15 May 2019

Stephen King: On Writing – A Memoir of the Craft #AuthorToolboxBlogHop


Stephen King’s ‘On Writing’ is a useful read for anyone who writes – or would like to.  I grew up on Stephen King’s thrillers without really knowing anything about the man who wrote them.  I read ‘On Writing’ when it was first published but have written many books since then, so it was interesting to see if it was still as good.

It was better.  The years have done nothing to diminish the power of the story telling that runs through this book.  There are also some great quotes that passed me by on the original reading (or perhaps slipped into my subconscious)  such as ‘the editor is always right’ and ‘2nd draft = 1st draft – 10%.’  

It’s easy to see how King has drawn on his childhood experiences in character development.  Growing up in poverty was an adventure - and no TV seems to have been a distinct advantage.  Undaunted by his growing pile of rejection slips, Stephen King just knew he was meant to write and nothing was going to stop him.

I liked his description of the moment he had his first big advance  (for Carrie).  The early draft had been rescued from the waste bin by his wife. (She smoothed out all the crumpled balls of paper and said she wanted to hear the rest of the story.  The film version made $33.8 million in the U.S. alone).

Although there are plenty of useful tips for writers throughout, the most thought provoking part of this book is the final section, ‘On Living: A Postscript.’  King explains, ‘Writing is not life, but I think that it can be a way back to life.  That was something I found out in the summer of 1999, when a man driving a blue van almost killed me.’  You have to read it.

Tony Riches


Do you have recommendations on books for writers you would like to share? 

Please feel free to comment below


The #AuthorToolboxBlogHop is a monthly event on the topic of resources and learning for authors. Feel free to hop around to the various blogs and see what you learn! The rules and sign-up form are below the list of hop participants. All authors at all stages of their careers are welcome to join in.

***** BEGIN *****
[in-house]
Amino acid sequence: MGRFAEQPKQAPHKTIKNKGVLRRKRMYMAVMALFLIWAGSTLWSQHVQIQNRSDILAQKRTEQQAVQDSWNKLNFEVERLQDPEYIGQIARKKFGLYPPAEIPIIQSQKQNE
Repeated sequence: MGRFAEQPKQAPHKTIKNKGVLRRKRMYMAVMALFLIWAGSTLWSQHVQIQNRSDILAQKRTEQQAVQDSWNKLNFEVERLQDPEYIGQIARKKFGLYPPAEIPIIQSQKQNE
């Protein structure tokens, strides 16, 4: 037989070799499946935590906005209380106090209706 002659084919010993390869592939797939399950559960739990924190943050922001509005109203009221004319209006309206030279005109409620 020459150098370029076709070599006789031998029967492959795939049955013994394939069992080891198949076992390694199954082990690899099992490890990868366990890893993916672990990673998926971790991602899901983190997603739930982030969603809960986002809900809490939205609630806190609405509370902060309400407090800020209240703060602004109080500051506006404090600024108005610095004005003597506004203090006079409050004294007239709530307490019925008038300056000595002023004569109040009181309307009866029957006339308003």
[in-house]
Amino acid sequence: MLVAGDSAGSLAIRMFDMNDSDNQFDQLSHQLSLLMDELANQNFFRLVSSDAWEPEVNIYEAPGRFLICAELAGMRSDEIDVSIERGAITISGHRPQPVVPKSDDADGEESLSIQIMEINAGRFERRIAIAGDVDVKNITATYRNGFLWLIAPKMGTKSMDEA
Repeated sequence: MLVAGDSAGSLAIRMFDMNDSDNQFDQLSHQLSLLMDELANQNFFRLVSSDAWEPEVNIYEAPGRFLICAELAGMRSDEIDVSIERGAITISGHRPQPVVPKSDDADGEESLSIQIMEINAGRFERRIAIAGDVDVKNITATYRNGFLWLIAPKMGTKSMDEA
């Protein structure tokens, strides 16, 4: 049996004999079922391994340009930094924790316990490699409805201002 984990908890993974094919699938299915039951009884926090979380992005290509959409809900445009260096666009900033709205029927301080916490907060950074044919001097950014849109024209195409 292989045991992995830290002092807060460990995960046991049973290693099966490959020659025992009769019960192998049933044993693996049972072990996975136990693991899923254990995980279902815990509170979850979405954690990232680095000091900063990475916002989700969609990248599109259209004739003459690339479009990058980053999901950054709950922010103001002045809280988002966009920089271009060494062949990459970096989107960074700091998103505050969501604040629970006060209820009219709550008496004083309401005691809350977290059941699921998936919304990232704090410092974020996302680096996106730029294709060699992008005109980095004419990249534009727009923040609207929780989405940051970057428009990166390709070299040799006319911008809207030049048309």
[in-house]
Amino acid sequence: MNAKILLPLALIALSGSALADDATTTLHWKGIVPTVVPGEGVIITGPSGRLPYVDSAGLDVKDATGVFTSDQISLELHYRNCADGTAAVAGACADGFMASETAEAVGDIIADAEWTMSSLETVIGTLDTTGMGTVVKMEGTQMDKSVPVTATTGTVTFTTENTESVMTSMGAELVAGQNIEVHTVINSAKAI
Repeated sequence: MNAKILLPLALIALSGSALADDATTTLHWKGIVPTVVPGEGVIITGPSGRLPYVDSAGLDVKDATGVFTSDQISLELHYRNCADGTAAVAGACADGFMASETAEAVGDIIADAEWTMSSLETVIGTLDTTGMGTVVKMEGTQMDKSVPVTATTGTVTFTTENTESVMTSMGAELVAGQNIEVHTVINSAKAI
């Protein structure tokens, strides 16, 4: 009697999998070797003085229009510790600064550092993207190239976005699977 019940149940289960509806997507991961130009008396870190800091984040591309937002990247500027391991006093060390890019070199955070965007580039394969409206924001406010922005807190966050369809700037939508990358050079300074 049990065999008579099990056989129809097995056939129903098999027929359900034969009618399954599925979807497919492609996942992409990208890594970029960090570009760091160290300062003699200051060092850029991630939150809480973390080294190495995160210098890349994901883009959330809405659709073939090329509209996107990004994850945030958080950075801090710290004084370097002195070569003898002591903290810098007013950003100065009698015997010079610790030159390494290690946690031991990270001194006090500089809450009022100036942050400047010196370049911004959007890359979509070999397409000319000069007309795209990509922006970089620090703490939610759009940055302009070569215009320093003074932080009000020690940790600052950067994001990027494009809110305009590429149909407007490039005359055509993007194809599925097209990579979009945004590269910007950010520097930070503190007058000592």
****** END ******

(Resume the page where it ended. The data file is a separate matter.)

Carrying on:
1 May 2019

Author interview with mystery and suspense author Tony Lee Moral


New on Amazon UK and Amazon US

A supernatural mystery, a coming of age story with romance, faith and hope. The biggest theme in the novel is what it means to be alive, focusing on Alice as she tries to navigate her grief for her mother, her new relationship, and her family. As history, a curse and ghosts plague the town, life and death are tackled in a unique way.

I'm pleased to welcome mystery and suspense author Tony Lee Moral to The Writing Desk:

Tell us about your latest book

The Haunting of Alice May is a mystery and suspense story between a ghost and a human. When Alice May Parker moves to Pacific Grove, California, she is rescued from drowning by Henry Raphael. Handsome, old fashioned and cordial, he sees straight into her soul. Soon the two are involved in a romance but destructive forces threaten to tear them apart. Themes in the novel include what it means to be alive, what it’s like to lose someone you love, and the possibility of an after life.

What is your preferred writing routine?